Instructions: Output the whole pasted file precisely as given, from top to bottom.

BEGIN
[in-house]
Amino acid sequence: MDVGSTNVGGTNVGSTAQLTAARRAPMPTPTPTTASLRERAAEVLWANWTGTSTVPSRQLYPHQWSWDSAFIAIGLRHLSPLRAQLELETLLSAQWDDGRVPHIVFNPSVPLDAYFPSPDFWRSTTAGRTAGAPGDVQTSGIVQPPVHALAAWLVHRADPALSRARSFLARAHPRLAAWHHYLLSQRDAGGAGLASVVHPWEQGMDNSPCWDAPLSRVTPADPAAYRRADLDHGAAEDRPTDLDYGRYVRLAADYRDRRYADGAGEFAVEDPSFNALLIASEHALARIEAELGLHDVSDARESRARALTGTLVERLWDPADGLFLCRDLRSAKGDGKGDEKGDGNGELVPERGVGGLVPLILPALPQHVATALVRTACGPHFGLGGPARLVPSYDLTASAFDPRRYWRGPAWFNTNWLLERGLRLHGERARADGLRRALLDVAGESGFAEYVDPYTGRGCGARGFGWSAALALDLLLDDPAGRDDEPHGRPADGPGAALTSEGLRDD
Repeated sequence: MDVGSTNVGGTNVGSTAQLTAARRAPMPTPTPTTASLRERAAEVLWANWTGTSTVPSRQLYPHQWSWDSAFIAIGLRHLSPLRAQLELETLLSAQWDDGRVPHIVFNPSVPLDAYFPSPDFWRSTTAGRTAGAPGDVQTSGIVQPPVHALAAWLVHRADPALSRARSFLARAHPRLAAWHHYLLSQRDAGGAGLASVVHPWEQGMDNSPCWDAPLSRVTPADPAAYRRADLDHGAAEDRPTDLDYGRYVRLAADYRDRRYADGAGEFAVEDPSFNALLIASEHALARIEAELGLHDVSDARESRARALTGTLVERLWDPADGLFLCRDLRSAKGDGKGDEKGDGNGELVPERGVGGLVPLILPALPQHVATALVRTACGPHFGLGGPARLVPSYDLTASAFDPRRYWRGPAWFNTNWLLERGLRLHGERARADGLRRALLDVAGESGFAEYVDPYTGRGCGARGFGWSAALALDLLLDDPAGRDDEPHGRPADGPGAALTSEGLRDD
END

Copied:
[in-house]
Amino acid sequence: MDVGSTNVGGTNVGSTAQLTAARRAPMPTPTPTTASLRERAAEVLWANWTGTSTVPSRQLYPHQWSWDSAFIAIGLRHLSPLRAQLELETLLSAQWDDGRVPHIVFNPSVPLDAYFPSPDFWRSTTAGRTAGAPGDVQTSGIVQPPVHALAAWLVHRADPALSRARSFLARAHPRLAAWHHYLLSQRDAGGAGLASVVHPWEQGMDNSPCWDAPLSRVTPADPAAYRRADLDHGAAEDRPTDLDYGRYVRLAADYRDRRYADGAGEFAVEDPSFNALLIASEHALARIEAELGLHDVSDARESRARALTGTLVERLWDPADGLFLCRDLRSAKGDGKGDEKGDGNGELVPERGVGGLVPLILPALPQHVATALVRTACGPHFGLGGPARLVPSYDLTASAFDPRRYWRGPAWFNTNWLLERGLRLHGERARADGLRRALLDVAGESGFAEYVDPYTGRGCGARGFGWSAALALDLLLDDPAGRDDEPHGRPADGPGAALTSEGLRDD
Repeated sequence: MDVGSTNVGGTNVGSTAQLTAARRAPMPTPTPTTASLRERAAEVLWANWTGTSTVPSRQLYPHQWSWDSAFIAIGLRHLSPLRAQLELETLLSAQWDDGRVPHIVFNPSVPLDAYFPSPDFWRSTTAGRTAGAPGDVQTSGIVQPPVHALAAWLVHRADPALSRARSFLARAHPRLAAWHHYLLSQRDAGGAGLASVVHPWEQGMDNSPCWDAPLSRVTPADPAAYRRADLDHGAAEDRPTDLDYGRYVRLAADYRDRRYADGAGEFAVEDPSFNALLIASEHALARIEAELGLHDVSDARESRARALTGTLVERLWDPADGLFLCRDLRSAKGDGKGDEKGDGNGELVPERGVGGLVPLILPALPQHVATALVRTACGPHFGLGGPARLVPSYDLTASAFDPRRYWRGPAWFNTNWLLERGLRLHGERARADGLRRALLDVAGESGFAEYVDPYTGRGCGARGFGWSAALALDLLLDDPAGRDDEPHGRPADGPGAALTSEGLRDD